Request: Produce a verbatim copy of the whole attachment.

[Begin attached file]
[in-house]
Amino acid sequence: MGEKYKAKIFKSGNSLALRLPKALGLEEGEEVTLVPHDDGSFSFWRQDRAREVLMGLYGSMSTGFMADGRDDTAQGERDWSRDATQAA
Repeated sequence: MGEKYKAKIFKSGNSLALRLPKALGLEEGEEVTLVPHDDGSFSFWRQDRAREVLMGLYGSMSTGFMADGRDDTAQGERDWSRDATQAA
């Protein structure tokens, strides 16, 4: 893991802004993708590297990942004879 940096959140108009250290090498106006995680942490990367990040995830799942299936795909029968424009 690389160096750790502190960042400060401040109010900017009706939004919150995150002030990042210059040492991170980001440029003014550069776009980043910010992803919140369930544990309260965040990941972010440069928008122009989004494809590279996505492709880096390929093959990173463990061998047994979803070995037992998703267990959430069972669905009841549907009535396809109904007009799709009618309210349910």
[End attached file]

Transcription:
[in-house]
Amino acid sequence: MGEKYKAKIFKSGNSLALRLPKALGLEEGEEVTLVPHDDGSFSFWRQDRAREVLMGLYGSMSTGFMADGRDDTAQGERDWSRDATQAA
Repeated sequence: MGEKYKAKIFKSGNSLALRLPKALGLEEGEEVTLVPHDDGSFSFWRQDRAREVLMGLYGSMSTGFMADGRDDTAQGERDWSRDATQAA
């Protein structure tokens, strides 16, 4: 893991802004993708590297990942004879 940096959140108009250290090498106006995680942490990367990040995830799942299936795909029968424009 690389160096750790502190960042400060401040109010900017009706939004919150995150002030990042210059040492991170980001440029003014550069776009980043910010992803919140369930544990309260965040990941972010440069928008122009989004494809590279996505492709880096390929093959990173463990061998047994979803070995037992998703267990959430069972669905009841549907009535396809109904007009799709009618309210349910």